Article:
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Wednesday, October 29, 2008

1st Busline successful!

Alright, so this is my dorky video of me documenting the second "official" test run of the bus line. I've soldered all the LED's and resistors together. This vid. shows the full row lit up - should be all 33. I'm so proud! :) I know the video isn't the best but it's all I got for now.

Concerning the Bus line

So, a few minutes ago I rigged up and successfully tested a USB connected wall transformer to 1 set of 3 LED's + 1 resistor. Now, it's not fully tested because I need to see if this will be enough to run the entire line but in theory it should be. It is putting out 5V at 1 Amp.
The red wire is connected to pin 1 (+5 live) of the USB and the black wire (0V i.e ground) is connected to pin 4. Pins 2 (Data -5V) and 3 (Data +5V) are for running data - at the moment I'm not concerned with that.
The attached video shows test 1, it's a bit long at 42 seconds so I wouldn't blame you for skipping ahead a few seconds here and there. The point of this test is to show that the wall transformer can pass enough voltage and current through 1 set of the LED's without blowing all the components or generating excess heat. There was no excess heat felt and I think it worked brilliantly for a first test. In the video you see my plugging in the USB end into the transformer connected to the wall and then I pan over to the LED's just before I insert the power connection fully. The light being shown is Infra-red light and not visible to the naked eye. Here it is visible because of the nature of digital cameras and their CCD's sensisitivity to the IR range. With any luck this will be powering the entire display by the end of the week!

Last nights Soldering Party

Last night Juan, Arian and me worked on the frame some. We started by placing the LED's with correct polarity into the baffles. Once we checked they were right we hot glued them in place. After cleaning the leads to the LED's we then prepped them to be soldered. After bending the leads on each of the 66 LED's we ran two wires across the one side of the frame. These will act as a "bus" for electrons to ride into the LED's sets and complete a circuit.
We were able to solder 33 LED's last night and test 1 set of 3 + resistor through the bus line. It worked great. There was only one big problem left to solve - how to we get power from the wall into the bus line?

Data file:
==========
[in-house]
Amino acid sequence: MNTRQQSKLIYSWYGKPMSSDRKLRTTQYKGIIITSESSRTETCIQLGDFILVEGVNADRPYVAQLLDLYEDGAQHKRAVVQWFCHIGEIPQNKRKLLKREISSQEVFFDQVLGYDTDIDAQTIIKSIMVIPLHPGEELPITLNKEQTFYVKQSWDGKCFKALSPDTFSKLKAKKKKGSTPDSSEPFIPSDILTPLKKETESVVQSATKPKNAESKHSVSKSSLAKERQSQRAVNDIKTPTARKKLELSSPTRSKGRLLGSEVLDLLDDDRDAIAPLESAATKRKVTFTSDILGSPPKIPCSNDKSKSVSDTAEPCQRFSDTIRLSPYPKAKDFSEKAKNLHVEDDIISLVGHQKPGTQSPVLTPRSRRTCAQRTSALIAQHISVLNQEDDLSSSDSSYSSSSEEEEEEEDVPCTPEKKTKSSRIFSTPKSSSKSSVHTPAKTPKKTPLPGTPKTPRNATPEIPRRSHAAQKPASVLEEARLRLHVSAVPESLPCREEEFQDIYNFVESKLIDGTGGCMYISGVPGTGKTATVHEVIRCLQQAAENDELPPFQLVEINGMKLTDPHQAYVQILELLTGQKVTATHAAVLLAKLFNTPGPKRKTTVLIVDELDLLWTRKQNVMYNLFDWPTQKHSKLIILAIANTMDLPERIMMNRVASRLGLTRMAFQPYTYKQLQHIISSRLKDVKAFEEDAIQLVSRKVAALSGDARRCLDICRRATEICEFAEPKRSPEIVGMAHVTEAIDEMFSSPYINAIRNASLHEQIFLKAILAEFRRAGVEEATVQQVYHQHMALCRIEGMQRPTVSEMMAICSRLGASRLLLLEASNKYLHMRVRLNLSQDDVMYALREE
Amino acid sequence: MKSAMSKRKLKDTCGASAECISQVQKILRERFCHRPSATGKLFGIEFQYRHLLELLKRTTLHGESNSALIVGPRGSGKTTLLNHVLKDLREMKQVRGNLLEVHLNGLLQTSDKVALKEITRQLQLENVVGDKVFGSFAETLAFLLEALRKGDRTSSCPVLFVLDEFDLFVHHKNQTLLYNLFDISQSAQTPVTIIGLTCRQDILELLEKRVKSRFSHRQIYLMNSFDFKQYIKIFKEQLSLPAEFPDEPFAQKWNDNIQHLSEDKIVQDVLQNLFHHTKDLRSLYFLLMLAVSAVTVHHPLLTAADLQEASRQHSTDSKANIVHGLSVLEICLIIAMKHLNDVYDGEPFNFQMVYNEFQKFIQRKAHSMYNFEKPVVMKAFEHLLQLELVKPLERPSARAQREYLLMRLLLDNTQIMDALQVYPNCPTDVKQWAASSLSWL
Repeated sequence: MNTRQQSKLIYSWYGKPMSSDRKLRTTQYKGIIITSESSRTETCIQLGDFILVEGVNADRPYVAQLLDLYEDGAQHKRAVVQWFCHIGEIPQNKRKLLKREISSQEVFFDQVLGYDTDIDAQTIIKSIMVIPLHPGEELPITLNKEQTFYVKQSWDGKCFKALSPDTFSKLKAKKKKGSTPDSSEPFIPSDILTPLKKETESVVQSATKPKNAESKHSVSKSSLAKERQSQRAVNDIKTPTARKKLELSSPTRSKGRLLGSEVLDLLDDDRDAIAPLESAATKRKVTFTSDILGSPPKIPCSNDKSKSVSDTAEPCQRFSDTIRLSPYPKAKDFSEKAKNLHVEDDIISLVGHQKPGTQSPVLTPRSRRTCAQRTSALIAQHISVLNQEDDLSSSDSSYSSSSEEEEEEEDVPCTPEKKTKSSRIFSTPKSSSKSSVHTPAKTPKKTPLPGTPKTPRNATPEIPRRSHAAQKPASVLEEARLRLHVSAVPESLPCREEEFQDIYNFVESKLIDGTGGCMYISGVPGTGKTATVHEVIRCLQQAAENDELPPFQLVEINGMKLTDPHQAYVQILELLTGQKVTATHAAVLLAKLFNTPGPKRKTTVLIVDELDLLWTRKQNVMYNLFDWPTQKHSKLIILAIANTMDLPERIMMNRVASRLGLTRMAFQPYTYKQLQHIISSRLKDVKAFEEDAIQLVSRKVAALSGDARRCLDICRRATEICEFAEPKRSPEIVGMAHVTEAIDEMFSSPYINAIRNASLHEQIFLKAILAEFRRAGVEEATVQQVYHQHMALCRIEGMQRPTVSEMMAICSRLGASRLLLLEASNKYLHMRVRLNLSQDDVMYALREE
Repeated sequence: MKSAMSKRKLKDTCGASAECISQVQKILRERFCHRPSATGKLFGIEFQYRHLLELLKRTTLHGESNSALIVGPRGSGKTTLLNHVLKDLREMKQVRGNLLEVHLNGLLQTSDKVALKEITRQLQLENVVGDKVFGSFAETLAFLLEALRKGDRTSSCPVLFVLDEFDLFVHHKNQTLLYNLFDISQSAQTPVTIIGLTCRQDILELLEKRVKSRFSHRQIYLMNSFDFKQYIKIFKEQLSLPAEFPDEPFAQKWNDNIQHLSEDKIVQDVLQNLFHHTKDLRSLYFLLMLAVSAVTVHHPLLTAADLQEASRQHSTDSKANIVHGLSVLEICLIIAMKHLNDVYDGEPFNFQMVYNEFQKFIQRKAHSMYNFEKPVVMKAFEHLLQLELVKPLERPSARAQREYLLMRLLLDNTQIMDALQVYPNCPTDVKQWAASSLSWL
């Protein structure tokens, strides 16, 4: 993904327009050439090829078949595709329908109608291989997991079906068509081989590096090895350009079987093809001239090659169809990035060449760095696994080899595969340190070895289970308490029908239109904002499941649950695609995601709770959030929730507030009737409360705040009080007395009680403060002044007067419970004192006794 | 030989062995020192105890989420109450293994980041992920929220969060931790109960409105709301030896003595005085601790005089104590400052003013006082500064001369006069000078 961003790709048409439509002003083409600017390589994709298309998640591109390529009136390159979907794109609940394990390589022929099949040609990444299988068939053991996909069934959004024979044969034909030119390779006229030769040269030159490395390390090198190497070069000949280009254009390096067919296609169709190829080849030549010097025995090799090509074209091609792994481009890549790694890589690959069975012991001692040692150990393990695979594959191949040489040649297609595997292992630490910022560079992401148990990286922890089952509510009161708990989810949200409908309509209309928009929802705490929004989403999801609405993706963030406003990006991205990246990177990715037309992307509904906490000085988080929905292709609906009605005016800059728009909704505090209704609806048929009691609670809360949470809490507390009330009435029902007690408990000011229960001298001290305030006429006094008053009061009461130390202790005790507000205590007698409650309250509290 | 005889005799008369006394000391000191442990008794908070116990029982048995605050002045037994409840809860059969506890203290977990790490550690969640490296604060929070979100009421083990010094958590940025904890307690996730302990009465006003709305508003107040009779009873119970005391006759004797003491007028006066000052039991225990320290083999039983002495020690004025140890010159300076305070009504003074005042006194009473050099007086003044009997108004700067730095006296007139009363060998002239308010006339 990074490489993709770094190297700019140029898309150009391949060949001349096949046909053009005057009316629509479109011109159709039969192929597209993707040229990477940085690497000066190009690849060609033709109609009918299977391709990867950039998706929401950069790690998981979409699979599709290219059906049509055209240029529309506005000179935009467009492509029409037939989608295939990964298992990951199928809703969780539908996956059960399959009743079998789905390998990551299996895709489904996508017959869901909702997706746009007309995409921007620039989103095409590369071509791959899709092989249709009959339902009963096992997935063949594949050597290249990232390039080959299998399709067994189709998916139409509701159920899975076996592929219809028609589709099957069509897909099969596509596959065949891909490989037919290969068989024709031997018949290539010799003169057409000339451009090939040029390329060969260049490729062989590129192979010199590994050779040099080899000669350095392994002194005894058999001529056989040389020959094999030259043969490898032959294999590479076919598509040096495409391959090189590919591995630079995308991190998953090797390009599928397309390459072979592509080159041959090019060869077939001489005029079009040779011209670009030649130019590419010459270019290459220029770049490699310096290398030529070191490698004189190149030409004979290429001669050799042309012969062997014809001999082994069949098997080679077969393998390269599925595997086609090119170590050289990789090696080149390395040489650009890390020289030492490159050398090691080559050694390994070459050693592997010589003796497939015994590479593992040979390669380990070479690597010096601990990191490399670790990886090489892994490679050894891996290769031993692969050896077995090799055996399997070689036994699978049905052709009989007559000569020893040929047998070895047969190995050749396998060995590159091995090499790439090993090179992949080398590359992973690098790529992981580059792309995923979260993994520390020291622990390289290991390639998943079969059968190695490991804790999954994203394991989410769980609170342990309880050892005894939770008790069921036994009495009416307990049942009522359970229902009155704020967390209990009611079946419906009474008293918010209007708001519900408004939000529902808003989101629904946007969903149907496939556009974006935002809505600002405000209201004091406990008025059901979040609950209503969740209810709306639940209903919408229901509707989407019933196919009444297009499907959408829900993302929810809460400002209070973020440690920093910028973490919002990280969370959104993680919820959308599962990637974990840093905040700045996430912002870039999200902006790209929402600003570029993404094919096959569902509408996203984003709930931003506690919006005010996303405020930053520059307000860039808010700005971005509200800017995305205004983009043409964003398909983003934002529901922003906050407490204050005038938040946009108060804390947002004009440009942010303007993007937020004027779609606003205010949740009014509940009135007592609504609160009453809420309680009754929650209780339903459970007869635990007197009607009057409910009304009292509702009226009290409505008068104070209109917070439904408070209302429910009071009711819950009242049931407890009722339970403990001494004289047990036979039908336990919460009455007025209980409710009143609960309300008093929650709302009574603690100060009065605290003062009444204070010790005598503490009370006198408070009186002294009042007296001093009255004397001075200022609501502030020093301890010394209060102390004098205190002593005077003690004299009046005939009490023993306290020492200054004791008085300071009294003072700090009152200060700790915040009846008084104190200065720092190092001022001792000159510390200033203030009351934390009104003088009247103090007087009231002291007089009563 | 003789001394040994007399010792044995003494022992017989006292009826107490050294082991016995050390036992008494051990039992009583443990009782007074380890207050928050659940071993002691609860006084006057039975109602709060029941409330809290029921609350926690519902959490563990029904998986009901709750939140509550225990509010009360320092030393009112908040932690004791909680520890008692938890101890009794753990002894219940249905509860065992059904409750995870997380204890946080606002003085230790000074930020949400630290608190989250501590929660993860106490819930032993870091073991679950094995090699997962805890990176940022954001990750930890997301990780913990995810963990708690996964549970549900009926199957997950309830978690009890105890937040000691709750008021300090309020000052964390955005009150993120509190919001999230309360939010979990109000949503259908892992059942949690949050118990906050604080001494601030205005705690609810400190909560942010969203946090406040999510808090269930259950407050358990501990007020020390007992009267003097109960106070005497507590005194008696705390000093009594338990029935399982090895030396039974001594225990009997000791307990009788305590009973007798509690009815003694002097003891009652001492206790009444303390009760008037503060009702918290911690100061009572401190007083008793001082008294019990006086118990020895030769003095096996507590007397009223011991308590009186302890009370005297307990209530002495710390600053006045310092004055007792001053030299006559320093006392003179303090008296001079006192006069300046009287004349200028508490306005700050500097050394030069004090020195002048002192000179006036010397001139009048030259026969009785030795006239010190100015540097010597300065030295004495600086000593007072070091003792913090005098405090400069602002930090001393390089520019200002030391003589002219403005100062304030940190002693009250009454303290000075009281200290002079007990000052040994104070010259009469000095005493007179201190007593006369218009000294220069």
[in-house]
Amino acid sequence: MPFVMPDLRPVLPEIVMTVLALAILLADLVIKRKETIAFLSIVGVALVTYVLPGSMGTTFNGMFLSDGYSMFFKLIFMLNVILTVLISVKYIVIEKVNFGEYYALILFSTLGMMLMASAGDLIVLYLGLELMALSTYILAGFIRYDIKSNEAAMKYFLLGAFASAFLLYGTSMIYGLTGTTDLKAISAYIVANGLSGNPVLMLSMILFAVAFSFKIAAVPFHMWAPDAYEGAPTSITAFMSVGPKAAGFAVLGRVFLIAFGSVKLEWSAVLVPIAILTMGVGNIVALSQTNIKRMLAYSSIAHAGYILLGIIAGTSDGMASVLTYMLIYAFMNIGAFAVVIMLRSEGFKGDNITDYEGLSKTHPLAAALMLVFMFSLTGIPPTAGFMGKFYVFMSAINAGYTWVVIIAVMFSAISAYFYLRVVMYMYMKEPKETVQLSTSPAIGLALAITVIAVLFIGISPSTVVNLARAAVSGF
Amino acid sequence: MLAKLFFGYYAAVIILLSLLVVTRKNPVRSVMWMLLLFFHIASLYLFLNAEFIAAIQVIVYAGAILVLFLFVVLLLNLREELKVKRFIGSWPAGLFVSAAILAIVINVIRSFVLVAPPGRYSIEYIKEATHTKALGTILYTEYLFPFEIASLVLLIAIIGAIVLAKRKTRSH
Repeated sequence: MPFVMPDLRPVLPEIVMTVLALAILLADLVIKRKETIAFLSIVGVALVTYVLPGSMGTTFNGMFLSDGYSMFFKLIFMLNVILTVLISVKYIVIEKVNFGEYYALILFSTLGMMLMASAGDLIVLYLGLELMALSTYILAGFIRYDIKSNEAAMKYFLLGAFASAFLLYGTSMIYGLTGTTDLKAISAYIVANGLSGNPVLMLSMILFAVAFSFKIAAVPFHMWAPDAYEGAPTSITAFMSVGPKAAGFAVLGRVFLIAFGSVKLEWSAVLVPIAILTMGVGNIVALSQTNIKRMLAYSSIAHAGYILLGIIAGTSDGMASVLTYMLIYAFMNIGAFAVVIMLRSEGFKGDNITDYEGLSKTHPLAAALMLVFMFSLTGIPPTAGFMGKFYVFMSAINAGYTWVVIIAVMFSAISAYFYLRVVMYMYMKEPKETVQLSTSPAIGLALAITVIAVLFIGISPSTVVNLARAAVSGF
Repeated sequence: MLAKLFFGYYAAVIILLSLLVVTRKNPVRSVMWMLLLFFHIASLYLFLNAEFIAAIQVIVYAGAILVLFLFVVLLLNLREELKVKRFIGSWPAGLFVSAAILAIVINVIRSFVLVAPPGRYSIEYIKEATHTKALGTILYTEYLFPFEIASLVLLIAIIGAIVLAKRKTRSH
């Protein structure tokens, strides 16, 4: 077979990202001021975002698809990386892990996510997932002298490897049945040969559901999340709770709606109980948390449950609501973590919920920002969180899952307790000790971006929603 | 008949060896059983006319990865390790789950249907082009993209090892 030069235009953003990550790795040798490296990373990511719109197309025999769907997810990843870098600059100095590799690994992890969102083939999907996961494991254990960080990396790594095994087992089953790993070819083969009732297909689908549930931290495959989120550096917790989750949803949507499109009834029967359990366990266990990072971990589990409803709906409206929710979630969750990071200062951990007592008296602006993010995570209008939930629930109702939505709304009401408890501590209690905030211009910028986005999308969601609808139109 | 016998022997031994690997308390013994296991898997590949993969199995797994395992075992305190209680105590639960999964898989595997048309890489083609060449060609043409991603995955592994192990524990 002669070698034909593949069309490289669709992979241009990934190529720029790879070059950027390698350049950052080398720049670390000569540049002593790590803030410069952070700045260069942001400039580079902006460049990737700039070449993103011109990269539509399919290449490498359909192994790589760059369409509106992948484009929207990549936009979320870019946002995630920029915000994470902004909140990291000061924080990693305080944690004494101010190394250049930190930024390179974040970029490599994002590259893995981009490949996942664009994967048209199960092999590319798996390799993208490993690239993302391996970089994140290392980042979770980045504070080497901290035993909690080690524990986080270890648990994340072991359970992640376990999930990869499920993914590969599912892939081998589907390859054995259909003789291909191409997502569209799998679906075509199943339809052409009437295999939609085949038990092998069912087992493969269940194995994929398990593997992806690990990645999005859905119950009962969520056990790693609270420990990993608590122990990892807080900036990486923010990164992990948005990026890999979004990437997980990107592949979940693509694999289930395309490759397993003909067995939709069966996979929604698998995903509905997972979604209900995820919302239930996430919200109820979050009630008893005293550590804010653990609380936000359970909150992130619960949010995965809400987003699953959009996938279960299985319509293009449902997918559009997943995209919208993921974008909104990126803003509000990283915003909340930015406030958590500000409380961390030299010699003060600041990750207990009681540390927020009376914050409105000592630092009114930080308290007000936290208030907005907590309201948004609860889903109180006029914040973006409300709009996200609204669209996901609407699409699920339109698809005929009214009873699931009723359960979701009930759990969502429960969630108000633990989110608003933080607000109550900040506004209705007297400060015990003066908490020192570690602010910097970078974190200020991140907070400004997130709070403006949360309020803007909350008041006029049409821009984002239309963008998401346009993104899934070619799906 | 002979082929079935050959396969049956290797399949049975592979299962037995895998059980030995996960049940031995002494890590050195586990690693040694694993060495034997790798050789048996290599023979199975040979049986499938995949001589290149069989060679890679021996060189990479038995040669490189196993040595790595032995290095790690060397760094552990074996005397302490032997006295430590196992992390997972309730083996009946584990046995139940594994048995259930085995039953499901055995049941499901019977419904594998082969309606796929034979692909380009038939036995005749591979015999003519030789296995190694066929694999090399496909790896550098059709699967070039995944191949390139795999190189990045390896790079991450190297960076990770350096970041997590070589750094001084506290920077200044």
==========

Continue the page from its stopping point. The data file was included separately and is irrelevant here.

Tuesday, October 28, 2008

Sunday night LED party!

This is an image of me soldering some electrical components together. We are soldering 66 LED's though we haven't quite finished yet. We are soldering them in sets of 3's with a resistor attached.
Each set connects all 3 LED's and the resistor in series. Each set of 3 is connected in parallel with every other set of 3. I've provided a really poorly hand drawn diagram of the circuit. It's only part of the circuit, enough to get the gist of what's going on. If you are building your own table and would like an easy way of working the LED circuit then this site is for you:
It gives you an image similar to this (which is the actually circuit I'm using) and looks a lot better. This is what we were aiming to solder but we didn't finish that night and are looking forward to getting some more work done tonight. The most tedious part I would say was to make sure the LED's we were using were not defective or DOA. However, after all that we got to solder and power 1 set of 3 LED's and set them in the housing of the Baffle. I think it looks great!


Friday night Frame Party!

What better way to spend a Friday night than with your wife and old friend building and assembling a frame for your crazy project well until the wee hours of the night? I can't think of anything more fun. For those of you who have been following the blog you know that my friend Juan has been helping me a lot along the way with this project since July. Sadly, we are nearing the end of this project.
What follows now are some pictures of Juan and me assembling the frame, priming, and painting it. Enlarging the Slide show and turning the information on ( which means it should read info off - quite confusing but anyway) will show you the comments I have within the slide show.

Tuesday, October 21, 2008

Semi-finished product.

Originally uploaded by m3trikpsi4s
In the image you can see the IR-LED fits snugly and the housing is supporting the LED.
Only thing left to do is clear out small splinters in the holes and paint the baffles. I will paint the side facing the acrylic white and the other sides black. By painting the front white (along with the holes) I will reflect more light into the acrylic. By painting the other sides black the paint will absorb the escaping energy and hopefully reduce any false readings due to light leakage.

Sanding some more!

Originally uploaded by m3trikpsi4s
Now I have some good news to share and some bad news. Good news is there are now 2 baffles to line up the LED's 1 inch apart on either side of the acrylic.
Bad news? Cheap wood means splinters in the LED housings! What to do? Well, this little dremel attachment got rid of a lot of the splinters! However, there are still some smaller bits left over. This will be dealt with in an future post.

Baffling Templates

Originally uploaded by m3trikpsi4s